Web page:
The purpose the exchanges serve is a guaranteed place where anyone could buy insurance.  But since no one is likely to get on the exchanges for quite some time, and also since many of the big carriers are opting out of the exchange, I don’t think it’s going to be very effective.

But while we’re on the subject, it’s bullshit that the only way to get an insurance subsidy is to buy through the exchange.  Why can’t I buy a policy on the open market and then claim a deduction on my 1040?  Would that have been so bad?

Also, why are premiums paid through my employer deducted straight from my W-2 wages (thus lowering my AGI), while premiums paid myself are deducted elsewhere on the form and do not lower my AGI?  My AGI is used as a base to calculate the allowability and amount of several different deductions, so buying insurance myself (as opposed to through my employer) is essentially a penalty.

If it were up to me, I would scrap the insurance-through-employer model.  I would also scrap the insurance-pays-for-everything model.  I would make health insurance more like auto insurance.  You buy it on the open market, decide who you want on your policy (self, kids, grandma, down-on-her-luck friend, neighbors, parents, ANYONE), decide what your catastrophic illness deductible is (with the understanding that regular doctor visits are out-of-pocket*), and your price is adjusted accordingly.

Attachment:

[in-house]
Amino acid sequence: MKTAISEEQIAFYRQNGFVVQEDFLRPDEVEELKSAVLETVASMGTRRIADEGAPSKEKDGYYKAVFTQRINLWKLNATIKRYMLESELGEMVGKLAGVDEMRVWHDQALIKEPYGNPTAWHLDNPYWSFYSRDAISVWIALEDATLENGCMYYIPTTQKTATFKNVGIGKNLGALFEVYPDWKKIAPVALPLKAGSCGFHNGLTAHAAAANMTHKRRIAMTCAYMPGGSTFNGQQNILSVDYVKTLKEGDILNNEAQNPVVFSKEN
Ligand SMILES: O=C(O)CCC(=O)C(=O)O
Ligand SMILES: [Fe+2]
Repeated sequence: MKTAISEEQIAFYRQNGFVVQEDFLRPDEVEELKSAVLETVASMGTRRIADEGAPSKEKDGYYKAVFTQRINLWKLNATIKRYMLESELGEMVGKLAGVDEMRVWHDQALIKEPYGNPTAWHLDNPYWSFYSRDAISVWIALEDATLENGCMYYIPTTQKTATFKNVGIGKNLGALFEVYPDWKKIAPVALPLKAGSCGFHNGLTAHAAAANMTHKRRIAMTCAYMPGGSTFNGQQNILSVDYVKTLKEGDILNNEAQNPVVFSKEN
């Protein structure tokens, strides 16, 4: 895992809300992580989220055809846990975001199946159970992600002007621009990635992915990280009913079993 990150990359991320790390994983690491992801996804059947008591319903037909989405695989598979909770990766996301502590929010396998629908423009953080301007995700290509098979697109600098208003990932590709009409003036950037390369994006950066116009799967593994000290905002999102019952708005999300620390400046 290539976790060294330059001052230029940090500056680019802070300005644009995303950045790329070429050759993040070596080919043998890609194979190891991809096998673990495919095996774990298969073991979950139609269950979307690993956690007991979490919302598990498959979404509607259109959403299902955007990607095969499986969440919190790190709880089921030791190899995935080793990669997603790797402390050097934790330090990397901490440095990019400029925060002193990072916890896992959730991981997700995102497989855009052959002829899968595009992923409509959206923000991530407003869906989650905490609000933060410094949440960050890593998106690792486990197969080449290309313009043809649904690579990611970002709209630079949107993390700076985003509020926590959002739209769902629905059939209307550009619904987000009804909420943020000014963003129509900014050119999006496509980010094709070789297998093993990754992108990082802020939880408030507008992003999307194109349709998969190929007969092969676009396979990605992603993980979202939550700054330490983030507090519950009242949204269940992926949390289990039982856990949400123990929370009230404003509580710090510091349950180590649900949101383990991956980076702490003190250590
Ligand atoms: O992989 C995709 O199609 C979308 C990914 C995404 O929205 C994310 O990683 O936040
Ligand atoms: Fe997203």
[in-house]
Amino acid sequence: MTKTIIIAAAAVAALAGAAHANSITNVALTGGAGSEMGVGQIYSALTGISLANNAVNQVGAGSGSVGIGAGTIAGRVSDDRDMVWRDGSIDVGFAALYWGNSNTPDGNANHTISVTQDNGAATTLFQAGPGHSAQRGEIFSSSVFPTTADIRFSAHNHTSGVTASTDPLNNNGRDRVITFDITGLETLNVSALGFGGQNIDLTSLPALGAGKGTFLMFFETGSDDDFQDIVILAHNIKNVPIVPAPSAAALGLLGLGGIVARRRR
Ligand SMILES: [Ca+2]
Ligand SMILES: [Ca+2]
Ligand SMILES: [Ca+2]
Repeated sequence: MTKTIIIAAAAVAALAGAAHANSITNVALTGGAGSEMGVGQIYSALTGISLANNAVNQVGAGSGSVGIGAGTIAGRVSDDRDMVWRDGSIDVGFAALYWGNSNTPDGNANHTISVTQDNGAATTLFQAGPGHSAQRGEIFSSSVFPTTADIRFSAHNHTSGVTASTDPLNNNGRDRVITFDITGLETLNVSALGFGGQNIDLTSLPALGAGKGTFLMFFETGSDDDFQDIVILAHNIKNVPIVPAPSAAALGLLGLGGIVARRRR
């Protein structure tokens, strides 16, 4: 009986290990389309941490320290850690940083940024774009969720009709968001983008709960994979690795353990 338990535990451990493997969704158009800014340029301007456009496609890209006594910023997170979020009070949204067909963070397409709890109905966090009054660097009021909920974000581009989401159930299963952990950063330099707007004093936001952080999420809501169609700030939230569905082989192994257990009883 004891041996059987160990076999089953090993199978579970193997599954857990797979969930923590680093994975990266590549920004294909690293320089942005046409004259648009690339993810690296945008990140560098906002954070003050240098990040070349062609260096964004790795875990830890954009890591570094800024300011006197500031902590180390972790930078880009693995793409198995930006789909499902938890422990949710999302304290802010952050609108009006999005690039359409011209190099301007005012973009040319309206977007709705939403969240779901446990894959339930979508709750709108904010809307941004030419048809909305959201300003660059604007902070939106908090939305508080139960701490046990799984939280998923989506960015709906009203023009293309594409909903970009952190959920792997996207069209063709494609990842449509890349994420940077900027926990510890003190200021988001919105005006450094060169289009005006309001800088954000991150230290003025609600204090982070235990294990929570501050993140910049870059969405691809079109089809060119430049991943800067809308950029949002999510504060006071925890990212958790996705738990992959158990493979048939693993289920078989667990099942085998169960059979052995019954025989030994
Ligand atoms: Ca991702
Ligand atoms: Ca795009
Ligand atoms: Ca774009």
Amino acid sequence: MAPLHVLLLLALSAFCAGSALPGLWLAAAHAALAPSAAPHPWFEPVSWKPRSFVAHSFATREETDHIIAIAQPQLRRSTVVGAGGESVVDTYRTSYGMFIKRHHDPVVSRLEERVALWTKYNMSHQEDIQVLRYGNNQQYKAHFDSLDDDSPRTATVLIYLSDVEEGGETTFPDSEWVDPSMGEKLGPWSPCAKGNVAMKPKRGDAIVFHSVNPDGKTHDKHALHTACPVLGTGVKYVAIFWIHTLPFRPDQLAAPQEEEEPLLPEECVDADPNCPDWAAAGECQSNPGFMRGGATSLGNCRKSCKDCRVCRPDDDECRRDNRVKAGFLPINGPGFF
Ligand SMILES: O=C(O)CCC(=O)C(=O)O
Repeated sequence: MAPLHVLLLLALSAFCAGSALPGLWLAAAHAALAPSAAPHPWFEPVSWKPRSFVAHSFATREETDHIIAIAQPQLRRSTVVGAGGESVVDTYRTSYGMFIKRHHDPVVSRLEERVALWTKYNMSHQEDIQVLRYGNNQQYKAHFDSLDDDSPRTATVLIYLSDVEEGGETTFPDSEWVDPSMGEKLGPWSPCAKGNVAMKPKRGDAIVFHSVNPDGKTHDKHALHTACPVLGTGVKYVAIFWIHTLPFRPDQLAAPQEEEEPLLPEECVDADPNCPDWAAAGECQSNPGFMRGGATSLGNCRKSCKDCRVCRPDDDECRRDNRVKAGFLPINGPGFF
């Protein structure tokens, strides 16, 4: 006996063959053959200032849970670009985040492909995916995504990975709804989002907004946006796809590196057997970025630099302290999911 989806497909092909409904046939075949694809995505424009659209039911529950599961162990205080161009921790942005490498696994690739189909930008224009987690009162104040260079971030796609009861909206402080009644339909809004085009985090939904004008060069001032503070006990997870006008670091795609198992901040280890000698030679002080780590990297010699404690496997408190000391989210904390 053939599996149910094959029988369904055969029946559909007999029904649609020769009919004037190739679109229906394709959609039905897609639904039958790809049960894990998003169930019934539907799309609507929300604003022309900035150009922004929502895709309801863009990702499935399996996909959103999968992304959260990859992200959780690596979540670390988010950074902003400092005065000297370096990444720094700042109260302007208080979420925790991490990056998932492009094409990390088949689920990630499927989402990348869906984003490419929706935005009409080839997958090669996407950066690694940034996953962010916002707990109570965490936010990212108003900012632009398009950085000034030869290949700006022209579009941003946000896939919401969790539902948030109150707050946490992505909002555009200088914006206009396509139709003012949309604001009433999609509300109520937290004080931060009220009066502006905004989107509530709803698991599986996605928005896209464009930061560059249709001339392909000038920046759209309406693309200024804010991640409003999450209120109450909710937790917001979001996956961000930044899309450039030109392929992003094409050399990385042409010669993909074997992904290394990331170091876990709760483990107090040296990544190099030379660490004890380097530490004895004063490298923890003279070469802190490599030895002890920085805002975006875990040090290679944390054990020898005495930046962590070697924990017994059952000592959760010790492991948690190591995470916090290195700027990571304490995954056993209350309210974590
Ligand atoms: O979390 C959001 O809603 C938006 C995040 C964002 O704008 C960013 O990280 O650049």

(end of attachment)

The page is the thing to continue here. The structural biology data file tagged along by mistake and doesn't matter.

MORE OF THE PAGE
*One thing to remember with health insurance – if you have a high deductible plan and go to the doctor before you hit your deductible, look at your bill.  Your bill will show gross charges, “plan discounts” or some such, and the amount you owe.  Even though you’re paying out-of-pocket, you’re still not paying 100% of charges.  Whenever I’ve gone to the doctor with my high deductible plan, my actually out-of-pocket cost has actually been pretty darn good.